A Good Mood Is More Important Than You Think
Have you felt under extreme pressure while putting on a trade, and found that you just couldn't think straight? You questioned your trading plan, and suddenly, you hesitated at a critical moment during the trade, a time when decisive action was needed. When you get like this, it may be hard to snap out of it. A bad mood has a lot to do with it. When you're in a bad mood, you'll be stuck and paralyzed. Your mood impacts your decisiveness. The better your mood, the more earnestly you'll trade.
In an innovative experiment, psychologists Benie MacDonald and Graham Davey (2005) showed that seeking extreme perfection is a function of two factors: a bad mood and a belief that mistakes have dire consequences. College students were asked to complete a task that consisted of identifying 100 spelling and punctuation errors. Participants were randomly assigned to one of four experimental groups. Some participants were told that if they made a mistake on the task, they would receive a slight form of punishment, while for others, making a mistake had no consequences. Some people did the task while in a good mood, while others did the task in a bad mood, which was induced experimentally by the researchers.
The participants who were in a bad mood, and thought that they would be punished for making a mistake, tended to unnecessarily check and recheck their work. In other words, they tried to achieve an unrealistic level of perfectionism. Why did this group of participants obsessively strive for extreme perfection? According to MacDonald and Davey, these participants allowed their mood to dictate their behavior. They thought, "I'm going to look for mistakes until I feel satisfied." When you're in a bad mood, however, this isn't a very useful strategy. A bad mood doesn't dissipate very quickly, and so if you check and recheck your work until you are satisfied, you'll check and recheck longer than necessary. Since you're in a bad mood, you'll never feel satisfied, no matter how much checking and rechecking you do.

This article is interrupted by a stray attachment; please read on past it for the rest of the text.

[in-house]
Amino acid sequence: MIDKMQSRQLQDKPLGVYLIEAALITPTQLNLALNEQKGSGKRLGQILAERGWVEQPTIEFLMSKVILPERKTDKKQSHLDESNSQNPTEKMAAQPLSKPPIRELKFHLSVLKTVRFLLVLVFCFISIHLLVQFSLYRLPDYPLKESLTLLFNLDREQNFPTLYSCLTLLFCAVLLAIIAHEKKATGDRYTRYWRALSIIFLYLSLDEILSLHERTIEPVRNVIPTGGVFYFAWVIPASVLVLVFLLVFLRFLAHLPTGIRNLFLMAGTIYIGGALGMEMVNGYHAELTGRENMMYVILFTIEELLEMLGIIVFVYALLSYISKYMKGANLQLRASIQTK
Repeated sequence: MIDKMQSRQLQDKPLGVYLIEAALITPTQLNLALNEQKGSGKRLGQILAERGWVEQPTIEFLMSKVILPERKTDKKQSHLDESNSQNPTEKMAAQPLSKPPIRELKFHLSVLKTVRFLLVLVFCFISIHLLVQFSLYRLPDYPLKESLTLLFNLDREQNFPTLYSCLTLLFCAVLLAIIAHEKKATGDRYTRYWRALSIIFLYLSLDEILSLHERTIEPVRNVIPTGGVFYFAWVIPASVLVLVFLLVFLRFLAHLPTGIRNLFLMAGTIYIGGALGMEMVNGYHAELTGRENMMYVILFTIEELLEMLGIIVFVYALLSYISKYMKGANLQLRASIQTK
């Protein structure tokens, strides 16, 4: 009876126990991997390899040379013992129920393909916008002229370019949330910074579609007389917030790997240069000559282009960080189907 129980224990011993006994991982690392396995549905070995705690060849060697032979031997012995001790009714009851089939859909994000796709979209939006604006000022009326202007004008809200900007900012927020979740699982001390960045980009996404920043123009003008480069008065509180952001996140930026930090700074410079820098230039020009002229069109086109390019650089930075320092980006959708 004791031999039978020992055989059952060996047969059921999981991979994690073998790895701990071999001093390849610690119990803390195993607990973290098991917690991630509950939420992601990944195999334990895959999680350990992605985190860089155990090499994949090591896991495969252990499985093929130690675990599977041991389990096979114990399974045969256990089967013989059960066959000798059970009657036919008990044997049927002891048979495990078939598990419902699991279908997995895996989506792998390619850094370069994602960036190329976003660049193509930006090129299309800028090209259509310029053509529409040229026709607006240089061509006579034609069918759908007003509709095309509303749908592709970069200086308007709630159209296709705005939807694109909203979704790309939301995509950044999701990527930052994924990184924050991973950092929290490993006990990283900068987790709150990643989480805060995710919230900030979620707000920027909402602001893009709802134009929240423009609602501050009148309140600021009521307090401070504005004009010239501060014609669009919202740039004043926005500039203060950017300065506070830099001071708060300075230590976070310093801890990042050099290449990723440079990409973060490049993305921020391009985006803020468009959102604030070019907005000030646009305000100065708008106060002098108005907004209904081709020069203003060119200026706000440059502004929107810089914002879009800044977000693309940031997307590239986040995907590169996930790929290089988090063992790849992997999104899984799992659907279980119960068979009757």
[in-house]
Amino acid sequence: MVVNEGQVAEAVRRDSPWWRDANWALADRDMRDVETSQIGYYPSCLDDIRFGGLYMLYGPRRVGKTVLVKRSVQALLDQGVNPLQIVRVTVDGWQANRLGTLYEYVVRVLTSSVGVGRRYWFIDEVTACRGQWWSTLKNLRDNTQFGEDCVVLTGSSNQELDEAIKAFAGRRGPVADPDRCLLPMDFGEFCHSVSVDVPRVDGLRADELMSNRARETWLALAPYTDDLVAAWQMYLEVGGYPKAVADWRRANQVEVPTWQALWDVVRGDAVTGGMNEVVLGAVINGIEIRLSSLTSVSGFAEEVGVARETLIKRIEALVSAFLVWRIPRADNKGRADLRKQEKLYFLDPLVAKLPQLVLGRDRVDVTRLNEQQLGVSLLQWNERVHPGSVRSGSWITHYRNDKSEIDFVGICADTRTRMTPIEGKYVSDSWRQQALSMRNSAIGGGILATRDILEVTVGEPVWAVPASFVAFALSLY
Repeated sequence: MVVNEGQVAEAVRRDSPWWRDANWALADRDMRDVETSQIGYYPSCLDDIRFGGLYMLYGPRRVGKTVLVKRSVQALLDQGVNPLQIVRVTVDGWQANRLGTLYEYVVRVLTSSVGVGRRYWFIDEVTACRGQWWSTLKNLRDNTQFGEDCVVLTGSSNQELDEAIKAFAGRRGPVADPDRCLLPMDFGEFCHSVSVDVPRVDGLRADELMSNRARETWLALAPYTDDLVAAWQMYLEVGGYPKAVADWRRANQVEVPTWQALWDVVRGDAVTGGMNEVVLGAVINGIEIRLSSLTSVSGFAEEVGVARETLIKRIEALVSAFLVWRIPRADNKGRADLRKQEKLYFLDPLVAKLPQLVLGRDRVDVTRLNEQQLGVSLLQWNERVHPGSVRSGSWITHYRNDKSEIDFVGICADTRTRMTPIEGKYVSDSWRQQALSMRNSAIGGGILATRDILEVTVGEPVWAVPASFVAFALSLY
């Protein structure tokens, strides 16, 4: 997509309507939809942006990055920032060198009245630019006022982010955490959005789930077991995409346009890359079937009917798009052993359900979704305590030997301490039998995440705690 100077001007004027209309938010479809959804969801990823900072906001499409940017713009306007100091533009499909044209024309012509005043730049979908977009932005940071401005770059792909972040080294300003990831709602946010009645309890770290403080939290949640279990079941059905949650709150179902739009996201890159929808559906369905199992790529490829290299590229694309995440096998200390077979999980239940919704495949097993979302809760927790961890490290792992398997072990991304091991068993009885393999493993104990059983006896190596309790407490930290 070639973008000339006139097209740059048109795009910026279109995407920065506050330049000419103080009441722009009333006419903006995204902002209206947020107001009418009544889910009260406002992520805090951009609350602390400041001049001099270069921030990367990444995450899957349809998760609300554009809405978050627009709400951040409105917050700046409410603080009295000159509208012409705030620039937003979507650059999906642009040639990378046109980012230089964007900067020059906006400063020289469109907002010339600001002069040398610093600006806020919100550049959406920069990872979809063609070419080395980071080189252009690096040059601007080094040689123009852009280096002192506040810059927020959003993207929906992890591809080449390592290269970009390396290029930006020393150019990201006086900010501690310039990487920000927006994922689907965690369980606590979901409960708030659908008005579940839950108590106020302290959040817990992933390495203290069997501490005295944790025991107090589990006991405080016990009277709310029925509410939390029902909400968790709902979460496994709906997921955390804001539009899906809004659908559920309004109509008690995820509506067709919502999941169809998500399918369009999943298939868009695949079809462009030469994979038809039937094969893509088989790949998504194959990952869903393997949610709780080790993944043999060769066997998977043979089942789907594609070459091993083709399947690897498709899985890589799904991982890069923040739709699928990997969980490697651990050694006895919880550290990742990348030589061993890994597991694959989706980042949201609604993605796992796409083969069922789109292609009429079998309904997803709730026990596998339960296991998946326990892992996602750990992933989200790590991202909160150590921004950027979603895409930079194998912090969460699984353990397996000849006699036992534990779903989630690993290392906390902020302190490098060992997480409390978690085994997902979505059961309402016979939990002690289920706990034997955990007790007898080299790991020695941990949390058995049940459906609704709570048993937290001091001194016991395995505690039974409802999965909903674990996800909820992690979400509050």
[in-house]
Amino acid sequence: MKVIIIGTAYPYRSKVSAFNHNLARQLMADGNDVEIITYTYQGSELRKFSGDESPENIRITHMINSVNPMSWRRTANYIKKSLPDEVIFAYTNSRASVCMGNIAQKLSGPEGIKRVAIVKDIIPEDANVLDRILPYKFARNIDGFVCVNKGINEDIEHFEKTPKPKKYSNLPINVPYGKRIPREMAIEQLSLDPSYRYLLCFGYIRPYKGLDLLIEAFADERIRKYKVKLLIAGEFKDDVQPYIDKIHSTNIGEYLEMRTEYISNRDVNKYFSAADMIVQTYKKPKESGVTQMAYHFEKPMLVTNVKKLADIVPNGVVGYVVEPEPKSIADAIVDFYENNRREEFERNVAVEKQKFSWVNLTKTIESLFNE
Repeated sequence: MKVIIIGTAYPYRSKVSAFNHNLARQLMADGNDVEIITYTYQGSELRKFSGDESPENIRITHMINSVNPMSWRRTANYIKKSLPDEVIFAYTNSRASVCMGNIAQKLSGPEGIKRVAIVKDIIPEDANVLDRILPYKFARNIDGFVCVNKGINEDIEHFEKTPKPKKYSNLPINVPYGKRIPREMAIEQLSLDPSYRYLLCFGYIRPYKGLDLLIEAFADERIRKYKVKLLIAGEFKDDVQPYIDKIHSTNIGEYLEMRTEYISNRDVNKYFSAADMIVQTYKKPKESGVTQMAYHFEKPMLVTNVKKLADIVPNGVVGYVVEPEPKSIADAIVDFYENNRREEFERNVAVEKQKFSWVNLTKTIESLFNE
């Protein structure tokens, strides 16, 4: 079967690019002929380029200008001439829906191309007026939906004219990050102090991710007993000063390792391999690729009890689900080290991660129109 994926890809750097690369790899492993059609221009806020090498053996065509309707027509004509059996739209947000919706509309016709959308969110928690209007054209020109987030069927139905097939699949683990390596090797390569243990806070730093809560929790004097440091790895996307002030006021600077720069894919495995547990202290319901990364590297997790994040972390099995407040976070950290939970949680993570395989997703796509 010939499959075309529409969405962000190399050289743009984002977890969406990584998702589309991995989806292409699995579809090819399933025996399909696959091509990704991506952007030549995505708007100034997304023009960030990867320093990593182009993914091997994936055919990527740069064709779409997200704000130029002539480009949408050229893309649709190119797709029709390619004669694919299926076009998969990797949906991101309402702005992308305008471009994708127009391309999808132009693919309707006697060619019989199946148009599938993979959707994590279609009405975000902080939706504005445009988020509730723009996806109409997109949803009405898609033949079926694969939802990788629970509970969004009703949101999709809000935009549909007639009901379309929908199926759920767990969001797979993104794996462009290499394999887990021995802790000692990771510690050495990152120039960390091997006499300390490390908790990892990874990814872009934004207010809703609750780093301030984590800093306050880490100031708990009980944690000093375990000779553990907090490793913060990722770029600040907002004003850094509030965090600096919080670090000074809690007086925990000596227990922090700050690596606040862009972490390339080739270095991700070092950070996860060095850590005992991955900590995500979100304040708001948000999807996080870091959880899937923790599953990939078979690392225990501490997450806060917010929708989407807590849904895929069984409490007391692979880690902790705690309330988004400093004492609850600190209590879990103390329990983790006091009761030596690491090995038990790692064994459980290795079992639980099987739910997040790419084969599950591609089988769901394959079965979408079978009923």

This experiment explains why people seek out extreme perfectionism while in a bad mood. If you are prone to experience self-doubt, your confidence will be especially shaken when you are in a bad mood. As you try to execute your trading plan, you'll question whether it is viable or whether current market conditions are optimal. You'll never be satisfied and think, "Something doesn't feel quite right." At these times, it is vital to do one of two things. Either avoid trading while in a bad mood, or don't let your mood guide your actions. Remind yourself that when you are in a bad mood, you will be especially prone to question your actions, and may act irrationally or impulsively. If you are aware of the psychological mechanisms that influence your decision-making, it's possible to work around them. If you think, "I'm in a bad mood, and thus, I'm irrationally questioning my trading plan or my abilities," you can try to ignore your mood, and persistently and logically try to follow your trading plan with discipline. But whatever strategy you take, don't underestimate the powerful influence your mood has on your thoughts and decisions.